The National Advisory Committee on Immunization (NACI) has recommended that the AstraZeneca COVID-19 vaccine not be used in adults under the age of 55.
Officials from NACI and Health Canada announced the decision at a press conference on Monday afternoon.
The suspension is a precautionary measure while rare cases of serious blood clots following immunization with the AstraZeneca vaccine are investigated.
This adverse event, called vaccine-induced prothrombotic immune thrombocytopenia (VIPIT), has occurred primarily in women under 55, the vice-chair of NACI, Dr. Shelley Deeks, said.
The condition tends to occur between four and 16 days after vaccination.
“Right now, we do not know with certainty the rate of this adverse event,” Deeks said.
European regulators originally estimated that VIPIT occurs in approximately one in every one million people immunized with the AstraZeneca COVID-19 vaccine.
However, the Paul-Ehrlich-Institut, a regulatory body in Germany, has reported that the condition occurs in one out of every 100,000 people.
Based on available information, Deeks said the fatality of the condition is approximately 40%. She cautioned this number might decrease as awareness of VIPIT increases.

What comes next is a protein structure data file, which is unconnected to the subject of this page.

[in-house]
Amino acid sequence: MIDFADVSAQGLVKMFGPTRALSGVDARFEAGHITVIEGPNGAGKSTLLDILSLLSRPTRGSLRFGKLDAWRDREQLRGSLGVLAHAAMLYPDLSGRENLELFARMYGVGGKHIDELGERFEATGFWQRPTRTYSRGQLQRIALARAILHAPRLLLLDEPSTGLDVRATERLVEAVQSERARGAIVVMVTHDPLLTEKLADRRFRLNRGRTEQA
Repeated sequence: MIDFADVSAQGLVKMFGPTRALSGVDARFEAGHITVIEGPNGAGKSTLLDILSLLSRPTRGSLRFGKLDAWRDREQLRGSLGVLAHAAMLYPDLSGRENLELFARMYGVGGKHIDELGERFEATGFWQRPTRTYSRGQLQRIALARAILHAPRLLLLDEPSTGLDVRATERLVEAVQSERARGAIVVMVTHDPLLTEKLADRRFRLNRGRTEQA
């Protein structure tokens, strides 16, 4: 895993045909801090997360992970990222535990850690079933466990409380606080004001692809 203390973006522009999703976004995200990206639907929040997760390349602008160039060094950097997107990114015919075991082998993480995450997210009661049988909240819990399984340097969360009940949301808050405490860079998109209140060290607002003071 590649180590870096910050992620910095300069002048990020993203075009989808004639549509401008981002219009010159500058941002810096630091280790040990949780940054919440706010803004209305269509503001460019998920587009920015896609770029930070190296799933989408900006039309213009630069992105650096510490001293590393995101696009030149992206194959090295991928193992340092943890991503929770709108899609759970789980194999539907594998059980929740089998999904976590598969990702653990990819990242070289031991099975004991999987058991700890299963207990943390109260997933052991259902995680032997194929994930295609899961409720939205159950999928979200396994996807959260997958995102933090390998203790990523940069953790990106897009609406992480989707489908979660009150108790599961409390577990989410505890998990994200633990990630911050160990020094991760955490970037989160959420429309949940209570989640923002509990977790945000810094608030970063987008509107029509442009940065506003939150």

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“NACI recommends that the vaccine not be used in adults under the age of 55 years,” Deeks announced.
The decision was based on a population-based analysis that considered what officials know about VIPIT, the risks of COVID-19 in Canada by age, and the alternate vaccines available in the country.
Adults over the age of 55 can still receive the AstraZeneca COVID-19 vaccine, as VIPIT appears to be rarer in older adults, and their risk of severe disease is greater, Deeks said.
“From what is known at this time, there is substantial uncertainty about the benefit of providing AstraZeneca vaccine to adults under 55 years of age, given the potential risks associated with VIPIT,” said Dr. Howard Njoo, Canada’s deputy chief public health officer.
“At this time, we are pausing the use of AstraZeneca vaccine to adults under 55 years of age pending further risk-benefit analysis.”